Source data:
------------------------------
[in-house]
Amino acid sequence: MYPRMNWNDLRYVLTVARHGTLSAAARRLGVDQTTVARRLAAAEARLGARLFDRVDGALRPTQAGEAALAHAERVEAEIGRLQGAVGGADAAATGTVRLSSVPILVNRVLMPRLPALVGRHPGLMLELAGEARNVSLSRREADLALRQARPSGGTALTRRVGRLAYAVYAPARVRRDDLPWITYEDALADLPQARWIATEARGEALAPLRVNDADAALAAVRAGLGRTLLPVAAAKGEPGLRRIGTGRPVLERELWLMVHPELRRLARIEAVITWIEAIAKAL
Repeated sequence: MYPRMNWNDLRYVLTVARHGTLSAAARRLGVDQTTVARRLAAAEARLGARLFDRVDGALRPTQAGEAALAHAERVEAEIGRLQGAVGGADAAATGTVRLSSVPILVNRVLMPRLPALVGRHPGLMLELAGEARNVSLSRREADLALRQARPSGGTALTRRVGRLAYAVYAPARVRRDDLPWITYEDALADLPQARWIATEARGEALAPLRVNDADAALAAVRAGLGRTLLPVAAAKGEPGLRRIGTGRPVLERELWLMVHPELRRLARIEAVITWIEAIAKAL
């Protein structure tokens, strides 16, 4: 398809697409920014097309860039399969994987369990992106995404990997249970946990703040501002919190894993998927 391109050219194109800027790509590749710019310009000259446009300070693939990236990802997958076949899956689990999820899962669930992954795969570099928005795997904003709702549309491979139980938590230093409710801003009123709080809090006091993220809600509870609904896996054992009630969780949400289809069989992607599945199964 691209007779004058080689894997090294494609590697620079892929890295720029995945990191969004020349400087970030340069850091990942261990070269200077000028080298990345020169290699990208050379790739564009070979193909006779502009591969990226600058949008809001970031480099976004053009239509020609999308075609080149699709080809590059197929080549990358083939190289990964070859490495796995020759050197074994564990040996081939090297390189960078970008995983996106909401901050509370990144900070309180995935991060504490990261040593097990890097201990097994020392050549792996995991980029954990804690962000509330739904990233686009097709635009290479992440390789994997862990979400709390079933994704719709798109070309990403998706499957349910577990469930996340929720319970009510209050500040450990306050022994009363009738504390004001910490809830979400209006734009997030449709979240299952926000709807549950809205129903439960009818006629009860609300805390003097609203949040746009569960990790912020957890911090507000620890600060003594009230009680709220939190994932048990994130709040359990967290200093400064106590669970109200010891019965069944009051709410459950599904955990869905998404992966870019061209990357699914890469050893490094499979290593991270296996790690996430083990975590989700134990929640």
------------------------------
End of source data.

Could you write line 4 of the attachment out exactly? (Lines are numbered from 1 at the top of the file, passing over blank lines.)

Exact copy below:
């Protein structure tokens, strides 16, 4: 398809697409920014097309860039399969994987369990992106995404990997249970946990703040501002919190894993998927 391109050219194109800027790509590749710019310009000259446009300070693939990236990802997958076949899956689990999820899962669930992954795969570099928005795997904003709702549309491979139980938590230093409710801003009123709080809090006091993220809600509870609904896996054992009630969780949400289809069989992607599945199964 691209007779004058080689894997090294494609590697620079892929890295720029995945990191969004020349400087970030340069850091990942261990070269200077000028080298990345020169290699990208050379790739564009070979193909006779502009591969990226600058949008809001970031480099976004053009239509020609999308075609080149699709080809590059197929080549990358083939190289990964070859490495796995020759050197074994564990040996081939090297390189960078970008995983996106909401901050509370990144900070309180995935991060504490990261040593097990890097201990097994020392050549792996995991980029954990804690962000509330739904990233686009097709635009290479992440390789994997862990979400709390079933994704719709798109070309990403998706499957349910577990469930996340929720319970009510209050500040450990306050022994009363009738504390004001910490809830979400209006734009997030449709979240299952926000709807549950809205129903439960009818006629009860609300805390003097609203949040746009569960990790912020957890911090507000620890600060003594009230009680709220939190994932048990994130709040359990967290200093400064106590669970109200010891019965069944009051709410459950599904955990869905998404992966870019061209990357699914890469050893490094499979290593991270296996790690996430083990975590989700134990929640």